by Kristina Santone

Norman Hardie is the kind of man you want to do nice things for.  He’s fun, he’s talented, he’s smart…oh yeah, and he makes great wine! For the past few years, Hardie has invited friends, family and local wine-lovers to come to his vineyard and take part in the fall grape harvest. It’s a brilliant idea and one that I’m sure will spread to other wineries.

This year was the first I heard about it, so I dragged my boyfriend out of bed at 6am on a Sunday to make the drive to Prince Edward County and take part.  I have to say, I was pleasantly surprised by how the day went. People were there from all over just to take part in a truly unique (for the public anyway) event that really fostered a sense of community. I met ladies who worked at the LCBO, saw families from the area looking for an active day out, talked to one man who had done it every year (and made sure I knew it), and of course endured some hipsters who made an appearance, telling tales from past years while eating more grapes than picking, but I digress…

Our day’s work started at 9:30am and the inner (and very keen) nerd in me came out. I had my coffee in the car, my rubber boots on, along with my hoodie and hat; I was ready! There was still dew on the grapes at the start of the day, so we were instructed how to roll up netting, which we did for an hour while the conditions became suitable for plucking.  After mastering net rolling, I was convinced that the day was going to be a piece of cake…not so much. We were directed over across the street to another vineyard (a friend of Norm’s) and were told to start picking the Chardonnay grapes there. After four and a half hours of grueling (perhaps I’m being slightly dramatic…but only slightly) hard work, I discovered a newfound admiration and respect for farmers everywhere. The work was hard, but the reward followed quickly, and was much sweeter than even the grapes themselves.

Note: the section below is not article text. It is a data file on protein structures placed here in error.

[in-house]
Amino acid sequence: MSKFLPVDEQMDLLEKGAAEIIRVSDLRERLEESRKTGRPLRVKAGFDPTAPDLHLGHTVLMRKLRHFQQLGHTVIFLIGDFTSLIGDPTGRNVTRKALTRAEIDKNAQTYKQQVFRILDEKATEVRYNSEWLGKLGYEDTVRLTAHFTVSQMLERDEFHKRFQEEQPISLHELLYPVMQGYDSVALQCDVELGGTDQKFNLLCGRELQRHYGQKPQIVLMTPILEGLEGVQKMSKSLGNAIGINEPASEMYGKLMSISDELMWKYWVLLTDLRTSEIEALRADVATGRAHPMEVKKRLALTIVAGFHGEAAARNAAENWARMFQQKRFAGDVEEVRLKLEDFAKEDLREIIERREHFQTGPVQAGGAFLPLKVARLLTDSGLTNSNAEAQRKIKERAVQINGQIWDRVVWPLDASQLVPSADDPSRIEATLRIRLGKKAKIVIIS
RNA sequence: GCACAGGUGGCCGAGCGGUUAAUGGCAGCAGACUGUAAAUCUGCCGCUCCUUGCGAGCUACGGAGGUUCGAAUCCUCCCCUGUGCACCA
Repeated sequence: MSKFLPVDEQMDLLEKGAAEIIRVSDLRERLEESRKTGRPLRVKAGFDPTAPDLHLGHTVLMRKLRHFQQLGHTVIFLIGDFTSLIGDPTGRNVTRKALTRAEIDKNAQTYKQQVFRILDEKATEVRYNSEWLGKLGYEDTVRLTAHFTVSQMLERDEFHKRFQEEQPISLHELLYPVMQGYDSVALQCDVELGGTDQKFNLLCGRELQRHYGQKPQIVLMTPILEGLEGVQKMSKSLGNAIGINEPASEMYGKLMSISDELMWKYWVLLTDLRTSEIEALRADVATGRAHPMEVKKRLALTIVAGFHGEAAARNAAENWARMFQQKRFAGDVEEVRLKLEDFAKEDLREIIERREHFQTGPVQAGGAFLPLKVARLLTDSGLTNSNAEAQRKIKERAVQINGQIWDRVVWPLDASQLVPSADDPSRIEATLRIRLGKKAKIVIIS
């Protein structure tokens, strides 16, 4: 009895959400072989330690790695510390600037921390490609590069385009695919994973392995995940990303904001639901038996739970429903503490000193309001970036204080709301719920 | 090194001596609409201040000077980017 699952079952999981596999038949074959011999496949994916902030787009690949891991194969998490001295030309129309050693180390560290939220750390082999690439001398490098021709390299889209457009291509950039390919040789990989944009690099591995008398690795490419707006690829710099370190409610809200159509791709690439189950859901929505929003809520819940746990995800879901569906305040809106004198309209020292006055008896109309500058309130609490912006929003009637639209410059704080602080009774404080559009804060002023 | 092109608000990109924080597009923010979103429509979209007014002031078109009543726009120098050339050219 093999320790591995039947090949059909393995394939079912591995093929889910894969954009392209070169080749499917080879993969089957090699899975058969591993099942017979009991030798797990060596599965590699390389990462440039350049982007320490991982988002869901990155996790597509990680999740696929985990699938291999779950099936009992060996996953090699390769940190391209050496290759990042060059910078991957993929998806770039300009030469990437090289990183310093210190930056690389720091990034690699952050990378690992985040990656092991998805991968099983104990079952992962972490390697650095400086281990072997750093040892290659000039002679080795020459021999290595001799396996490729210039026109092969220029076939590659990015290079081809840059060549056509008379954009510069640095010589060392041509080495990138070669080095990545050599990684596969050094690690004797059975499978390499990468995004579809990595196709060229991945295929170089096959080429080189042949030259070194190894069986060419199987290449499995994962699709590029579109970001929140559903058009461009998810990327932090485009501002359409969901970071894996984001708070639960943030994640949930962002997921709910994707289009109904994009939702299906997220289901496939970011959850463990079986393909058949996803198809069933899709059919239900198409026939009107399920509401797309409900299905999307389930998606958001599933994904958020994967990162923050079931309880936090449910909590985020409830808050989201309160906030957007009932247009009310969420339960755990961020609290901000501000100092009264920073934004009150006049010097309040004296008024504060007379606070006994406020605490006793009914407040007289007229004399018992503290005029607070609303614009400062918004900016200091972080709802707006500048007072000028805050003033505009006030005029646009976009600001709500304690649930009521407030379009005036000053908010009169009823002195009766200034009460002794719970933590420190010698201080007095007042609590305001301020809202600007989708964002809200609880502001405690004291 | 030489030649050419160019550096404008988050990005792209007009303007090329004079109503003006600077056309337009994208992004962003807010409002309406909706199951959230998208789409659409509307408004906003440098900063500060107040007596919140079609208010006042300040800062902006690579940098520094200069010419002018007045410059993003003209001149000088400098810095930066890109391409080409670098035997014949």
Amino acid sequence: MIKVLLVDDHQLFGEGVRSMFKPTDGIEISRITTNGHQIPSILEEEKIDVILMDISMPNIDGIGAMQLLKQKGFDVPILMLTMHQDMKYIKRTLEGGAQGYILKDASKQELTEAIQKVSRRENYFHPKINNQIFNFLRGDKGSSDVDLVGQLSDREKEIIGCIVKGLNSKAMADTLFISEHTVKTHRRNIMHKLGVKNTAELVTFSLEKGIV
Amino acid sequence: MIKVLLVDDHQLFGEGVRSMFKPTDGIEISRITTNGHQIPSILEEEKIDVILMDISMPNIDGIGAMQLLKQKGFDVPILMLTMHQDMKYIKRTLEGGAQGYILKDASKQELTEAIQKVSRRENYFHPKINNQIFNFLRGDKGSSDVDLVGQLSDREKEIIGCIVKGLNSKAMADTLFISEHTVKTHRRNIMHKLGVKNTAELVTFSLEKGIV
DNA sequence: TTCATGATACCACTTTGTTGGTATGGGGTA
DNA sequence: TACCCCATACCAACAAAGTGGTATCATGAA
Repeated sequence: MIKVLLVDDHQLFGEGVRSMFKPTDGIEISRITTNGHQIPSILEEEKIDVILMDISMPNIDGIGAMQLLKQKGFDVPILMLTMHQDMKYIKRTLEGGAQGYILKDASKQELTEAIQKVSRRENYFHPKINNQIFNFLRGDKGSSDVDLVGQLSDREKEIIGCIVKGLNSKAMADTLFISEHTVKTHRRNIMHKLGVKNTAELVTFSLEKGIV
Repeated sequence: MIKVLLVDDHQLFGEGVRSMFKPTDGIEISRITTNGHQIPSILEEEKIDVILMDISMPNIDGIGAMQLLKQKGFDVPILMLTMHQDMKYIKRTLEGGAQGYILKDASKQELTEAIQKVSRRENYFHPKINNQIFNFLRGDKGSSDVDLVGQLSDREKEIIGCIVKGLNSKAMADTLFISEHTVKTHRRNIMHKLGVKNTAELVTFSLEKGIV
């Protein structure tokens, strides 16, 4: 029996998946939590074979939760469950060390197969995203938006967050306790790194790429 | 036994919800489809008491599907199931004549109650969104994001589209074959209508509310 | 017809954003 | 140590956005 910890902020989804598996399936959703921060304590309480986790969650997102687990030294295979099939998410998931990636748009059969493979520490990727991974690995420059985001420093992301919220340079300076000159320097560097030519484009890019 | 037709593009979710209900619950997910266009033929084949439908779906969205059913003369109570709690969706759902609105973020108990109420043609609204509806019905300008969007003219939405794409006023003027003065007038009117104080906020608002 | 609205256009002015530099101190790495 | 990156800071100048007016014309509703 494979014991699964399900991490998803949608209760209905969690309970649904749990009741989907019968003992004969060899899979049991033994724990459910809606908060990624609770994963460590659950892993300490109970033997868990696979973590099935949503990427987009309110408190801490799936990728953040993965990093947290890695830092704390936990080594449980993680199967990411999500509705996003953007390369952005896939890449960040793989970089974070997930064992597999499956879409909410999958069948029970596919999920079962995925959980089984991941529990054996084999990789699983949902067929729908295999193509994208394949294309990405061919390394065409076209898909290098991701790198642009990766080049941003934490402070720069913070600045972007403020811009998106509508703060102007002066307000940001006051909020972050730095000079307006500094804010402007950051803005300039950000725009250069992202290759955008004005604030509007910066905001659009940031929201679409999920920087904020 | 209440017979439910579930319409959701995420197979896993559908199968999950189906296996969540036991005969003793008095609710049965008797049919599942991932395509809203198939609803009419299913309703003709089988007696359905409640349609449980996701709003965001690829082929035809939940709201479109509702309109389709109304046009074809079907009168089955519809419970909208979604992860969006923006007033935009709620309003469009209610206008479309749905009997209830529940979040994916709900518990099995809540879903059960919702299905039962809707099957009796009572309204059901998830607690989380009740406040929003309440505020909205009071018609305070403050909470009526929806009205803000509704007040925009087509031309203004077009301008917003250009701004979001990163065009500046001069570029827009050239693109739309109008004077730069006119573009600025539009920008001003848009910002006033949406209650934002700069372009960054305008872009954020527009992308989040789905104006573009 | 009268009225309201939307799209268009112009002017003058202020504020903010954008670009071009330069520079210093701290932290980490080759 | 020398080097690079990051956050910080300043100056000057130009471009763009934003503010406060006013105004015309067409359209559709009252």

As we walked back to Hardie’s vineyard, a delicious smell filled the air. It was our payment for getting our hands dirty (and sticky with grape juice).  There was a roasted pig, roasted stuffed chicken and all the fresh, seasonal vegetables you could name. As lunch was being served and the wine was flowing very freely, I sat on a rock eating my huge plate of food and I couldn’t help but think that Norman Hardie was a smart man for putting this all together; the kind of man that total strangers want to do nice things for. He’s the kind of man that knows how to throw a seriously terrific harvest party…even if it means we all have to do a little work first.

Kristina Santone is the Assistant Editor of TAPS, Canada’s beer magazineThanks to her italian mother, she loves all things foodand is an avid vintage cookbook collector.